St. Louis, Missouri: Chicago & St. Louis Railroad Company, 1892. Envelope or Cover. This illustrated advertising cover is franked with a carmine 2-cent Washington stamp (Scott #220) canceled by a duplex St. Louis, Missouri postmark dated December 20, 1892. The decorative corner card reads, “Chicago & St. Louis Electric Railroad Company / Bank of Commerce Bldg. St. Louis / ‘The Temple’ Chicago. / Heineke-Fliegel Litho. Co. St. Louis.” The cover features an illustration of a futuristic “High Speed Electric Car.” In nice shape with a little bit of edge wear.
This project, which never came to fruition, received quite a bit of attention between in railway and electricity journals and newspapers published in the late 1800s and early 1900s. Conceived in 1891, by 1892 it had attracted investments of $10 million. The company survived the panic of 1893 and by 1894, 24 miles of roadway near Edinburg, Illinois, had been prepared. With co-headquarters in St. Louis and Chicago, its president was Professor F. E. Nipher of Washington University’s department of electrical engineering.
The route was planned to minimize grades, and there were to be no grade crossings. Instead, its tracks were to be elevated to cross above roads and other railway tracks. Its futuristic High Speed Electric Cars, which were expected to be able to travel at speeds of 100 miles per hour, looked like something out of a Frank Reade science fiction dime novel.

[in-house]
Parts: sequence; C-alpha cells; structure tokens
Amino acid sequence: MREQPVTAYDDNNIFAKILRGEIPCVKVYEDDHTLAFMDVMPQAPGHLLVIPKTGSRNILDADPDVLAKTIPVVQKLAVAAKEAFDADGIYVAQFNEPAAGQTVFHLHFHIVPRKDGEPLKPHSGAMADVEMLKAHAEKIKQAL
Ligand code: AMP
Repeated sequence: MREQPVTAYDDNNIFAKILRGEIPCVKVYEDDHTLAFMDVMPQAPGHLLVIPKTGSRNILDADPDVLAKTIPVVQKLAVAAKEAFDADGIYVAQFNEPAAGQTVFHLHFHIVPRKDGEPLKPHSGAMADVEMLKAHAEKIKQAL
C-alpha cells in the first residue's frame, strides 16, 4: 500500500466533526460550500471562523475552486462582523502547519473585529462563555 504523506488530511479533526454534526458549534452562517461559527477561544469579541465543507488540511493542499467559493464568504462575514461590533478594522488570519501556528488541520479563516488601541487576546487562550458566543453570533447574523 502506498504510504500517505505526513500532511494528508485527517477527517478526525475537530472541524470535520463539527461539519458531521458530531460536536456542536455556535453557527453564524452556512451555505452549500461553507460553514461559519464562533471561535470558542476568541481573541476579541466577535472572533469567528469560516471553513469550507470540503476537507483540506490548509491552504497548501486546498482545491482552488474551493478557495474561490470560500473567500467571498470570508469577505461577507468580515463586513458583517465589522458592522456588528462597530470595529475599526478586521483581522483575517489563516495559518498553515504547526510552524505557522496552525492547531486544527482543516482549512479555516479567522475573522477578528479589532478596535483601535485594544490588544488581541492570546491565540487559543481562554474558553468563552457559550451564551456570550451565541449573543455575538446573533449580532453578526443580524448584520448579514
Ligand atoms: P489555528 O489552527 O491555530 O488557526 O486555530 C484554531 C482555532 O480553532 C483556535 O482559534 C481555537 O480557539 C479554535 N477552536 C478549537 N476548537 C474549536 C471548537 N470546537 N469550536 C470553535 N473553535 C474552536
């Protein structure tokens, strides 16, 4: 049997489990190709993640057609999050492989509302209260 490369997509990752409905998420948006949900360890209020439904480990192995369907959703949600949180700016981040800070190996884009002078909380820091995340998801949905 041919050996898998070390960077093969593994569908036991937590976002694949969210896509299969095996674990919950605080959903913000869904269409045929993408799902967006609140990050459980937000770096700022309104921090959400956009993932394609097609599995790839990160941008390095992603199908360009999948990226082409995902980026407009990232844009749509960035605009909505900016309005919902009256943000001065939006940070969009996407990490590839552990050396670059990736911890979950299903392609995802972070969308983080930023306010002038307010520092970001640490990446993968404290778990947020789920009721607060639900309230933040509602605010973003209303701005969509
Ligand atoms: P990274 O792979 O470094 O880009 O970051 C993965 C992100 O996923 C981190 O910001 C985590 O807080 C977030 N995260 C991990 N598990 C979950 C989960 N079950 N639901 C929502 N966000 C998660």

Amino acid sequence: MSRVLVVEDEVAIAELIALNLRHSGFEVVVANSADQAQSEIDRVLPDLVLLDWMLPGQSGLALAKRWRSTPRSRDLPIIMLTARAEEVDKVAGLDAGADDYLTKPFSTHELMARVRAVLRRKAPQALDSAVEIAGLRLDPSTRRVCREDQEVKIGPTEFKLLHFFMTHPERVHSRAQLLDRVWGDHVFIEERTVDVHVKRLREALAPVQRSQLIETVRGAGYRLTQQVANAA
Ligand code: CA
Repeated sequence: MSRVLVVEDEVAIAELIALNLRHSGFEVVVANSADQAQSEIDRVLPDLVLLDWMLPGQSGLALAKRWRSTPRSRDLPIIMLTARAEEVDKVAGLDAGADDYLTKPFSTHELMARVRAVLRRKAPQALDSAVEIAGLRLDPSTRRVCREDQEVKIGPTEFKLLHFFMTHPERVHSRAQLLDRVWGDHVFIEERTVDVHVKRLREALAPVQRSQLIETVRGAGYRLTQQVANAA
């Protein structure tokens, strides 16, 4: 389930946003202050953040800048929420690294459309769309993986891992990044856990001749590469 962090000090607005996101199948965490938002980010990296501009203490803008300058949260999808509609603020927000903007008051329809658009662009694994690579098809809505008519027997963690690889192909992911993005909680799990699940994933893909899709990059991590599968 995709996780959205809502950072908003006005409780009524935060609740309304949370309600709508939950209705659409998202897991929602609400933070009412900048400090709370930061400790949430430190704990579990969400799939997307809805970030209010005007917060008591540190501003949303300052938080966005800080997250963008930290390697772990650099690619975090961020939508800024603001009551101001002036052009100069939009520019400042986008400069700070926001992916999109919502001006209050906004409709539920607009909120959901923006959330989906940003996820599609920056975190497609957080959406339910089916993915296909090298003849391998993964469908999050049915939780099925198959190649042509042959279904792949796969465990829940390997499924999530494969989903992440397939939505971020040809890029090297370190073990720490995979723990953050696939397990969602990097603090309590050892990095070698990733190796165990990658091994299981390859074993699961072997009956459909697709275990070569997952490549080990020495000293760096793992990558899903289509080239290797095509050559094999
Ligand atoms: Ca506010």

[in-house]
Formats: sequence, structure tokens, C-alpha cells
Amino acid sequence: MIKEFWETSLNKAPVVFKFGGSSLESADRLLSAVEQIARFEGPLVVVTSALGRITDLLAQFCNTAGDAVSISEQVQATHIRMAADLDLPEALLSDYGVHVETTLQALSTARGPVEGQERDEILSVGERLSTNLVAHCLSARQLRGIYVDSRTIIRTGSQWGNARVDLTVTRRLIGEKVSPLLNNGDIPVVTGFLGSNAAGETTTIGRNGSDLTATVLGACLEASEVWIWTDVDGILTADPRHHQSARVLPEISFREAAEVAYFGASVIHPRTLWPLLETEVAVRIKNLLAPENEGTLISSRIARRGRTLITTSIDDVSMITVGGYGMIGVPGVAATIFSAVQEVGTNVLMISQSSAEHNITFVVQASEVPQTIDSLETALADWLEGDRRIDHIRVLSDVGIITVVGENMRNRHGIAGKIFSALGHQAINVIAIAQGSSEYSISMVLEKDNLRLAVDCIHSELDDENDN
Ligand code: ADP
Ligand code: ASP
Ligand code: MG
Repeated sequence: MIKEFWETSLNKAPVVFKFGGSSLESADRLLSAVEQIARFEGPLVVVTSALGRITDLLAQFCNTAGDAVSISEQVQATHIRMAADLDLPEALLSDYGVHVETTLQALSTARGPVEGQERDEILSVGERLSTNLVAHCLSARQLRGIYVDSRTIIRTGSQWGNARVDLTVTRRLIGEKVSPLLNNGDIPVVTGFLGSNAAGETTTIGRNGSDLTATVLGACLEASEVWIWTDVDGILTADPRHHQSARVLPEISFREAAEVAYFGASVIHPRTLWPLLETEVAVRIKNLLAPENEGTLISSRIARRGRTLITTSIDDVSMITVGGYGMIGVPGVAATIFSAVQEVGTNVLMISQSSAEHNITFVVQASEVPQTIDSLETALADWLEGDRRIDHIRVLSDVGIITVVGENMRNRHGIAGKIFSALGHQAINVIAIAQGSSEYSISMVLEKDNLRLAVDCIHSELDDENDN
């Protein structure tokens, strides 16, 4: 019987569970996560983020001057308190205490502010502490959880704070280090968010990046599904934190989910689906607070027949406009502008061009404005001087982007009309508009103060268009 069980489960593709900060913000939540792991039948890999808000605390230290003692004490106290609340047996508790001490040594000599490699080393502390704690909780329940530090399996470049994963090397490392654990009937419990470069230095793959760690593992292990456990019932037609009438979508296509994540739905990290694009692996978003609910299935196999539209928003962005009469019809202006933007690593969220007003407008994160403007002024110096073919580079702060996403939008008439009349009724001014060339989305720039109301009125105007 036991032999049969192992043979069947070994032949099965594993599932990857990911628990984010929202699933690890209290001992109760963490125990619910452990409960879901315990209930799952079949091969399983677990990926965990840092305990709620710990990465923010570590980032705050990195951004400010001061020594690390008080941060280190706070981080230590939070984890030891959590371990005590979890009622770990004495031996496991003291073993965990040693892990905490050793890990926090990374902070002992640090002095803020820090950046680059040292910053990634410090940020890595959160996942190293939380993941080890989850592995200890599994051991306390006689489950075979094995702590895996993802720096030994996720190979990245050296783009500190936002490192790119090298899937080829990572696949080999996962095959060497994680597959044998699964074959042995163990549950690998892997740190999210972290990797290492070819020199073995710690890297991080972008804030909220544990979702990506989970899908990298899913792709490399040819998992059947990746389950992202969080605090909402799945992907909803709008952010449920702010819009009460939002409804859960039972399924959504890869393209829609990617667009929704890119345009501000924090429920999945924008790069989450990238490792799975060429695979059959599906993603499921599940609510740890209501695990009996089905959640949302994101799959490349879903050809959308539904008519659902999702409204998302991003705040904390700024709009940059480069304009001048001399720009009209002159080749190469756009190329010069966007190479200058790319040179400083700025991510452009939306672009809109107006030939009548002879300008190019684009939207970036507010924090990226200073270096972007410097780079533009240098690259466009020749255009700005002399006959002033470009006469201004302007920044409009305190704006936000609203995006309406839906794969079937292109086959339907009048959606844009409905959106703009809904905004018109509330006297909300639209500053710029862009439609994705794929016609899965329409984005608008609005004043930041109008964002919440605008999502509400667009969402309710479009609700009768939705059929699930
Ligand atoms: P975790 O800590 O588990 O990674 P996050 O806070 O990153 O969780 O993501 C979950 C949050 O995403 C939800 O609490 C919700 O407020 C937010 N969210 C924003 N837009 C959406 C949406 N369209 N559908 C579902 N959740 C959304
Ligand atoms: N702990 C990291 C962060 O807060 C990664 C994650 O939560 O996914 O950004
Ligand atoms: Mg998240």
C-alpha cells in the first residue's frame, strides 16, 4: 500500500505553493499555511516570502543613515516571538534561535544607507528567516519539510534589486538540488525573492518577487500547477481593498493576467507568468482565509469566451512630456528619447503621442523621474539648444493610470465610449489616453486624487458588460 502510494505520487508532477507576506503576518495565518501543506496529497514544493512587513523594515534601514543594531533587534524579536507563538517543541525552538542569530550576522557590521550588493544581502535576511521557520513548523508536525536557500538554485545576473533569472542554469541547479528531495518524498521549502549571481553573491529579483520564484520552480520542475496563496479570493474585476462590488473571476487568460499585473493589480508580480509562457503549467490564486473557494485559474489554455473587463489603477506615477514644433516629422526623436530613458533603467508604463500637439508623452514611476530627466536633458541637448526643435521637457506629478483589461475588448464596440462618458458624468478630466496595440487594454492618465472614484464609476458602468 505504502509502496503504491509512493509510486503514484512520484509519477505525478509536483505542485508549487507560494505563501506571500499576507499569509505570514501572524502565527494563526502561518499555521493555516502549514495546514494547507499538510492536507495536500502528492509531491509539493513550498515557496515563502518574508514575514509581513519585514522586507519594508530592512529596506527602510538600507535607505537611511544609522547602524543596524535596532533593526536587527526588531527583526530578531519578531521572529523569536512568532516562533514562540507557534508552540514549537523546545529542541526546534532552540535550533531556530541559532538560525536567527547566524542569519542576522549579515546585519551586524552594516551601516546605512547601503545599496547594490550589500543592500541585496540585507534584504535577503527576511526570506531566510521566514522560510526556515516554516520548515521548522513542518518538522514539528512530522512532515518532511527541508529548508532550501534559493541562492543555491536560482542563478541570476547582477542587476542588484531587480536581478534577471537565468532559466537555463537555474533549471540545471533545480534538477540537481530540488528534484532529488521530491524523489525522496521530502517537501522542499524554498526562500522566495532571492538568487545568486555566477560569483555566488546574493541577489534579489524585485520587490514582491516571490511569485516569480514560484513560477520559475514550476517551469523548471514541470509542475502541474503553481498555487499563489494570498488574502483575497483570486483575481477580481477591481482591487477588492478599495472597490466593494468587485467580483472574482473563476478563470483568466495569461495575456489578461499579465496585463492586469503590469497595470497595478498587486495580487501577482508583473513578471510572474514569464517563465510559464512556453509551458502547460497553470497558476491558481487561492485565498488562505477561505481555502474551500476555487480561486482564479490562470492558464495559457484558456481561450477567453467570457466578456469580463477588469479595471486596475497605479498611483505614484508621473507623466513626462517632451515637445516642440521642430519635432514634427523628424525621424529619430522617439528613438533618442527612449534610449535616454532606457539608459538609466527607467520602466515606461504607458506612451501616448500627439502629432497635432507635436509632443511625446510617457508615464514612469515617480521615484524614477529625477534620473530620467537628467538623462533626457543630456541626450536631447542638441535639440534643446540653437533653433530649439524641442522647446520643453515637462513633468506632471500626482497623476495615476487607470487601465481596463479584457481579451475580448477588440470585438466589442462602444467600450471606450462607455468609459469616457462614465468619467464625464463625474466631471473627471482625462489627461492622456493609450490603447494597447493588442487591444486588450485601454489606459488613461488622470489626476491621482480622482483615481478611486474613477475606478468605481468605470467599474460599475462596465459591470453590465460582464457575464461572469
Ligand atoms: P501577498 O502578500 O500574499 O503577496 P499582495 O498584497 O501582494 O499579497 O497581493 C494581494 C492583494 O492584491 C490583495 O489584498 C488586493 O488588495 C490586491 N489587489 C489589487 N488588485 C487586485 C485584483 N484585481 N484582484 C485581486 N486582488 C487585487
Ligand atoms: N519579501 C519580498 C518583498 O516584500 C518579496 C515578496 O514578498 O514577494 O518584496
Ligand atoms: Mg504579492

It is unclear when or why the original company folded, however the project was revived around 1910 with “plans perfected for the Chicago-St. Louis service” by a newly organized firm, the Chicago, Joliet & St. Louis Electric Railway Company, which intended to build tracks of its own that to link those of existing railroads like Chicago’s Metropolitan Elevated, the Joliet Electric Railway, and the Joliet, Plainfield & Aurora Railroad. However, this railway also to failed to materialize.
Passenger service between Chicago and St. Louis didn’t reach speeds of 100 miles per hour until August of 2013 when Amtrack Lincoln Service trains regularly ran 110 miles per hour over a 15-mile stretch between Dwight and Pontiac, Illinois.. Very good. Item #009844
(For more information, see “Long Distance Electric Railway” in Street Railway Review Jan 1893, “Chicago and St. Louis Electric Railway Project” in Western Electrician 12 May 1894, and “Plans Perfected for Chicago-St. Louis Service” in Electric Traction Weekly 1 Jan 1910.)
A very scarce advertising cover promoting high-speed rail services well ahead of their time.